Dual-Ghia is a rare, short-lived, automobile make in the United States between 1956 and 1958. The idea for Dual-Ghia came from Eugene Casaroll, who formed Dual Motors in Detroit, Michigan.
The origins of the Dual-Ghia date back to 1953, when Chrysler commissioned Ghia to build a number of advanced show cars based on a design by Virgil Exner. Included in these Specials was the Dodge Firebomb. Eugene Casaroll negotiated for and successfully acquired the rights to build a car based on this unique design.
Casaroll's Dual Motors Company shipped modified Dodge chassis to Italy, upon which Ghia fitted the handmade bodies that were hammered into shape over wooden bucks. Once returned to the Dual facilities in Detroit, the cars were fitted with Chrysler D-500 Hemi V8 engines and Powerflite transmissions. Production continued briefly from 1956 to 1958, with the original styling only mildly changed. While the original Ghia-built Firebomb did not have tailfins, growing public acceptance of this feature encouraged Casaroll to instruct Ghia to add a small and subtle tailfin to the already established body design.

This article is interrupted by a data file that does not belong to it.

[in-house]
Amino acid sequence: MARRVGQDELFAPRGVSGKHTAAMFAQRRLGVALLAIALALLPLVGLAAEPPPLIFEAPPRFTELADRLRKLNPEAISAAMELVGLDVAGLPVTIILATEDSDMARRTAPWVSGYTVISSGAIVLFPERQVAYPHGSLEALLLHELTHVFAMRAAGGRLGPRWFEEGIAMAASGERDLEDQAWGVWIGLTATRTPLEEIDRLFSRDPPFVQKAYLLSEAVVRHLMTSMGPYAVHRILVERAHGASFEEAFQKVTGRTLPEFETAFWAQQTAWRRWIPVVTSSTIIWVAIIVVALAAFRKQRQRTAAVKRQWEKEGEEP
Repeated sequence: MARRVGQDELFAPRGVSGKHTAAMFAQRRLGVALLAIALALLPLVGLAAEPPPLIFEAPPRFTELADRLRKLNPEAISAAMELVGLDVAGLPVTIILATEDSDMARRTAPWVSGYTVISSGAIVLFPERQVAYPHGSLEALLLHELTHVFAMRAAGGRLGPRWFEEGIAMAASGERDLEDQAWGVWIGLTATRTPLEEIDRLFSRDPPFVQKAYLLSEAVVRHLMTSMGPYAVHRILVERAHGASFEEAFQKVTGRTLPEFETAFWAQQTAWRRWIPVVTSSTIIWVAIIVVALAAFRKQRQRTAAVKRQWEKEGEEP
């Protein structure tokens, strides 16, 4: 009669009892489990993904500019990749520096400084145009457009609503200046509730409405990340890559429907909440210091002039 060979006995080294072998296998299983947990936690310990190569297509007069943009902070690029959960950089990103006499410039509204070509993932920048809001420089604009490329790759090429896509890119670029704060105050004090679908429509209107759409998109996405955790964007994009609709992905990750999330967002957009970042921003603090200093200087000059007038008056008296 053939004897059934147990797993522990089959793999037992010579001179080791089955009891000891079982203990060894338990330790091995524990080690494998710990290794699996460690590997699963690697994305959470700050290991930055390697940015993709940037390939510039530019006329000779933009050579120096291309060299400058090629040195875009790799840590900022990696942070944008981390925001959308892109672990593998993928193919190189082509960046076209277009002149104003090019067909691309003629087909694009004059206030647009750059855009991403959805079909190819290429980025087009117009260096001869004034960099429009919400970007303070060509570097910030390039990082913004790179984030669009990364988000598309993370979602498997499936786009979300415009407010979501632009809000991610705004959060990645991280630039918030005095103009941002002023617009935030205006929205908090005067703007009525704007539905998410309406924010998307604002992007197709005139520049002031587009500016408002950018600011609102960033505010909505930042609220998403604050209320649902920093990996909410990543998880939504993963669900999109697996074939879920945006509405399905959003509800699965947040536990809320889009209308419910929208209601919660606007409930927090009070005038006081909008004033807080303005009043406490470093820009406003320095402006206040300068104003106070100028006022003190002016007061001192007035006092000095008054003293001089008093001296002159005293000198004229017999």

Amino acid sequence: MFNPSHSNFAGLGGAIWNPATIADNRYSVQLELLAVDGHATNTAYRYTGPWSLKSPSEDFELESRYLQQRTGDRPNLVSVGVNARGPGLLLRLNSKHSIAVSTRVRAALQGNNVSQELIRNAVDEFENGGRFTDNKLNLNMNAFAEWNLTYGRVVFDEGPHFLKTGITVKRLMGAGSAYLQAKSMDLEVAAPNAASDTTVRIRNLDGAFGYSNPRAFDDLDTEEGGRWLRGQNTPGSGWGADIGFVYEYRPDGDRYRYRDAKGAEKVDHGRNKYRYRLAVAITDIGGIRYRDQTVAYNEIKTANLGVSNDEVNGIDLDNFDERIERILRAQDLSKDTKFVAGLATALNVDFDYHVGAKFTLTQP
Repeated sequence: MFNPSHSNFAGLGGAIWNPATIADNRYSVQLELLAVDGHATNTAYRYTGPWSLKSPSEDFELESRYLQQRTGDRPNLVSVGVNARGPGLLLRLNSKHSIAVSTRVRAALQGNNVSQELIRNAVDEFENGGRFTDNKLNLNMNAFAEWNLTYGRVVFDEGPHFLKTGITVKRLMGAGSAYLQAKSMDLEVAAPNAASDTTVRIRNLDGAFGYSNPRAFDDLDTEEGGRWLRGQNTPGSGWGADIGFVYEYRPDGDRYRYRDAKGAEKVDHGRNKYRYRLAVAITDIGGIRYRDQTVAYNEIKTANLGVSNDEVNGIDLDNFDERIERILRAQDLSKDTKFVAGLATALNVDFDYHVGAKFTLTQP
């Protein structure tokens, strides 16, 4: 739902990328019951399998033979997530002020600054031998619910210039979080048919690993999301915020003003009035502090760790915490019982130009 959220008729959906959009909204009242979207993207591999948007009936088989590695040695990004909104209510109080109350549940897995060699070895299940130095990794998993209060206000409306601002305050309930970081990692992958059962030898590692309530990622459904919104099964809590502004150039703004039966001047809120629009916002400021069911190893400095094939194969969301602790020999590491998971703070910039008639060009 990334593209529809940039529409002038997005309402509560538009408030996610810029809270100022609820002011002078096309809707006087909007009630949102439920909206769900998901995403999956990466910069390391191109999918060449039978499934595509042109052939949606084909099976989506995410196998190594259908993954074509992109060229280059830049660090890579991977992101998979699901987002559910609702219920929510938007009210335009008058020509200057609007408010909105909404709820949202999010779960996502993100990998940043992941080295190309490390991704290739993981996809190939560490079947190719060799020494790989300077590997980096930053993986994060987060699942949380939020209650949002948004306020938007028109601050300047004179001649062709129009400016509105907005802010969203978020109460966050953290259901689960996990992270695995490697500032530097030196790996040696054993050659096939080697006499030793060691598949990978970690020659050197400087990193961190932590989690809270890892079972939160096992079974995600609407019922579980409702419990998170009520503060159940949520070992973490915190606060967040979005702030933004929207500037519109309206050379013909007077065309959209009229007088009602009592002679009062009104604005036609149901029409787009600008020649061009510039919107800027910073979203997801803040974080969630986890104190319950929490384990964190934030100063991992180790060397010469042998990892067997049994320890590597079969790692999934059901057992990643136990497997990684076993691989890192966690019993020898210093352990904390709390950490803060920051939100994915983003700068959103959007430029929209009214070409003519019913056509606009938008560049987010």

Approximately 117 Dual-Ghias were built from 1956 to 1958, and the vast majority were Convertibles. Priced at a lofty $7,646, the Dual-Ghia was $1,000 more expensive than the ultra-luxurious Cadillac Eldorado Biarritz Convertible, and the most renowned celebrities of the 1950s, including the members of the "Rat Pack", Sterling Hayden, and Richard Nixon, quickly adopted it as their car of choice. Desi Arnaz owned one, but he wrecked it. Ronald Reagan owned one, which he lost in a high-stakes poker game with then-President Lyndon Johnson, who kept the car for several years.
It was Casaroll's intention to build and sell limited quantities of just 150 cars per year, but his refusal to compromise on quality proved to be the company's undoing, as Dual Motors reportedly lost money on every car produced. Out of the 117 cars produced, just over 30 are known to still exist today.
Sources: RM Auctions and Wikipedia.